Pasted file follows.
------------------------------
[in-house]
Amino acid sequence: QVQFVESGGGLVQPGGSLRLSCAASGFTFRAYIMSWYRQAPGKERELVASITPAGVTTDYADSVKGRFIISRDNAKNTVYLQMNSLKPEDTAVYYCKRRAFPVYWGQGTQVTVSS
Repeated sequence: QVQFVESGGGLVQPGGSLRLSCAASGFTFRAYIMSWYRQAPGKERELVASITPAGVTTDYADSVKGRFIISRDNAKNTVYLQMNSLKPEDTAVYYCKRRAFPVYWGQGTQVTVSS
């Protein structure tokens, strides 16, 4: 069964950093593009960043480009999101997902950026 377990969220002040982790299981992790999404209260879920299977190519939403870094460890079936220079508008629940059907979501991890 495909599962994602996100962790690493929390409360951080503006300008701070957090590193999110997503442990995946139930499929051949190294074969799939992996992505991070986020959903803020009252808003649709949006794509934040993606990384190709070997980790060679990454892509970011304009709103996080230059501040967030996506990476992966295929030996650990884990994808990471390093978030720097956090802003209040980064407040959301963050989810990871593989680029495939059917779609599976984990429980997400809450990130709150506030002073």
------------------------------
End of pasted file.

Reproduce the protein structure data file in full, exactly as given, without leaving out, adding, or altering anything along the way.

[in-house]
Amino acid sequence: QVQFVESGGGLVQPGGSLRLSCAASGFTFRAYIMSWYRQAPGKERELVASITPAGVTTDYADSVKGRFIISRDNAKNTVYLQMNSLKPEDTAVYYCKRRAFPVYWGQGTQVTVSS
Repeated sequence: QVQFVESGGGLVQPGGSLRLSCAASGFTFRAYIMSWYRQAPGKERELVASITPAGVTTDYADSVKGRFIISRDNAKNTVYLQMNSLKPEDTAVYYCKRRAFPVYWGQGTQVTVSS
């Protein structure tokens, strides 16, 4: 069964950093593009960043480009999101997902950026 377990969220002040982790299981992790999404209260879920299977190519939403870094460890079936220079508008629940059907979501991890 495909599962994602996100962790690493929390409360951080503006300008701070957090590193999110997503442990995946139930499929051949190294074969799939992996992505991070986020959903803020009252808003649709949006794509934040993606990384190709070997980790060679990454892509970011304009709103996080230059501040967030996506990476992966295929030996650990884990994808990471390093978030720097956090802003209040980064407040959301963050989810990871593989680029495939059917779609599976984990429980997400809450990130709150506030002073």